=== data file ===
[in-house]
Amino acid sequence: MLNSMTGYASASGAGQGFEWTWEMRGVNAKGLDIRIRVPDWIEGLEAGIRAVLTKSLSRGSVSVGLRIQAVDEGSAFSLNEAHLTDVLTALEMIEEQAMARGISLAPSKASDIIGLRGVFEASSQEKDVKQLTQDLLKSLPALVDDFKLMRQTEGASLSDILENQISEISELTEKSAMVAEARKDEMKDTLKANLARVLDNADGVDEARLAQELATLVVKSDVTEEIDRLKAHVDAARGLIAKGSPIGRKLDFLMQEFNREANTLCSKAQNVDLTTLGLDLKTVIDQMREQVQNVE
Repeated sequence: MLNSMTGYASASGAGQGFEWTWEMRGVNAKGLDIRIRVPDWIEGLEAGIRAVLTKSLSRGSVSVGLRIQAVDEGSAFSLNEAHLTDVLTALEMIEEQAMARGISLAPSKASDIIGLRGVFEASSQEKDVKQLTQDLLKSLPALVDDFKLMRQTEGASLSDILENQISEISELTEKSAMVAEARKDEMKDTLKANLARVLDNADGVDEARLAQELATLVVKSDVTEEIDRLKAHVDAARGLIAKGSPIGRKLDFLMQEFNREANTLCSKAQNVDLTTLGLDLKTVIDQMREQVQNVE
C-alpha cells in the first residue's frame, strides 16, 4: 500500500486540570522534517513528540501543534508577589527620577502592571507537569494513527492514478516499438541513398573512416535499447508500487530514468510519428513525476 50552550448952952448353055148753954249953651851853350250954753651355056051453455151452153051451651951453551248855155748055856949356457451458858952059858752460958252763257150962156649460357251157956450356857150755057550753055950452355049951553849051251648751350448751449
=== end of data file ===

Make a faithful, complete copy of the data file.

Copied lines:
[in-house]
Amino acid sequence: MLNSMTGYASASGAGQGFEWTWEMRGVNAKGLDIRIRVPDWIEGLEAGIRAVLTKSLSRGSVSVGLRIQAVDEGSAFSLNEAHLTDVLTALEMIEEQAMARGISLAPSKASDIIGLRGVFEASSQEKDVKQLTQDLLKSLPALVDDFKLMRQTEGASLSDILENQISEISELTEKSAMVAEARKDEMKDTLKANLARVLDNADGVDEARLAQELATLVVKSDVTEEIDRLKAHVDAARGLIAKGSPIGRKLDFLMQEFNREANTLCSKAQNVDLTTLGLDLKTVIDQMREQVQNVE
Repeated sequence: MLNSMTGYASASGAGQGFEWTWEMRGVNAKGLDIRIRVPDWIEGLEAGIRAVLTKSLSRGSVSVGLRIQAVDEGSAFSLNEAHLTDVLTALEMIEEQAMARGISLAPSKASDIIGLRGVFEASSQEKDVKQLTQDLLKSLPALVDDFKLMRQTEGASLSDILENQISEISELTEKSAMVAEARKDEMKDTLKANLARVLDNADGVDEARLAQELATLVVKSDVTEEIDRLKAHVDAARGLIAKGSPIGRKLDFLMQEFNREANTLCSKAQNVDLTTLGLDLKTVIDQMREQVQNVE
C-alpha cells in the first residue's frame, strides 16, 4: 500500500486540570522534517513528540501543534508577589527620577502592571507537569494513527492514478516499438541513398573512416535499447508500487530514468510519428513525476 50552550448952952448353055148753954249953651851853350250954753651355056051453455151452153051451651951453551248855155748055856949356457451458858952059858752460958252763257150962156649460357251157956450356857150755057550753055950452355049951553849051251648751350448751449